// Tried reading the XML response from a .xml file
                // Content = new StringContent(File.ReadAllText("../../../../MyFunctionsApp/XmlResponseMessage.xml")),

            // Set additional headers
            //response.Content.Headers.ContentType = new MediaTypeHeaderValue("text/xml");
            //response.Content.Headers.ContentType.CharSet = "utf-8";
            //response.Content.Headers.Add("Content-Type", "text/xml");
            return response;

        private static Guid CreateGuid()
            Guid guid = Guid.NewGuid();
            return guid;

Incorrect response from Azure Expected response as returned when locally testing

P.S There are some inconsistencies with naming in this code since I removed some identifying information. Please ignore that.

EDIT: I resolved this issue but I still am not sure how to overcome it. The issue was, as expected, the code I was publishing was not overwriting the code on Azure. I deleted my app and re-published and it began working with the below code. I would place this as the answer however I'm not sure how to overcome this challenge without resorting to deleting my app everytime I need to make a change, which is obviously not recommended.

Since you have identified the problem is that files seem not to be overwritten after publish, try to set delete existing files in publish profile.

On publish panel, click Manage Profile settings... and then check Remove additional files at destination.

Note that it's a potential solution since I haven't met similar problems and even without Remove additional files at destination, the sample project you provide can be updated(i.e. from 200 to xml content) as expected on my side.

BTW, update Microsoft.NET.Sdk.Functions to latest(1.0.24 right now) in case we meet some problem due to outdated SDK.

Function App Publishing Removes Existing Functions · Issue , When publishing a C# v2 function app through Visual Studios 2017, any existing function in that function app that is not present in the VS  Azure Web Deploy “Publish Failed” crash ide Fixed In: Visual Studio 2019 version 16.0 visual studio 2017 version 15.8 windows 10.0 Fixed In: Visual Studio 2019 version 16.0 Preview 5 wgaanderse reported Aug 20, 2018 at 01:05 PM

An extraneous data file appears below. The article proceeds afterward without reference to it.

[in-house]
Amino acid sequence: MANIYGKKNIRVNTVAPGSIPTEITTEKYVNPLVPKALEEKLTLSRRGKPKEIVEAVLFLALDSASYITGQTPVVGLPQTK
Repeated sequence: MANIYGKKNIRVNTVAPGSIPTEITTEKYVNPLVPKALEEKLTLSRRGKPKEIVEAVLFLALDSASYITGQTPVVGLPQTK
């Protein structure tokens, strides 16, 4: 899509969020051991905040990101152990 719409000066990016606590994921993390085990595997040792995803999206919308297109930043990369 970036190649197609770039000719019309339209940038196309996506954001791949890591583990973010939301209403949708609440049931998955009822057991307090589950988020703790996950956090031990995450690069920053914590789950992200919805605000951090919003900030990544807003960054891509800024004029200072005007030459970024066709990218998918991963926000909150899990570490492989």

Could you try returning ContentResult instead? e.g.

StringBuilder xmlBuilder = new StringBuilder();

// ... build xml....

return new ContentResult
    Content = xmlBuilder.ToString(),
    ContentType = @"application/xml",
    StatusCode = StatusCodes.Status200OK

Develop Azure Functions using Visual Studio, Table of contents Publish your Azure Functions project directly to Azure, and create Azure resources From the Visual Studio menu, select File > New > Project. The function app name must be valid as a C# namespace, so don't use function app in Azure are overwritten by files from the local project. Publish to Azure. Visual Studio Code lets you publish your Functions project directly to Azure. In the process, you create a function app and related resources in your Azure subscription. The function app provides an execution context for your functions. The project is packaged and deployed to the new function app in your Azure subscription.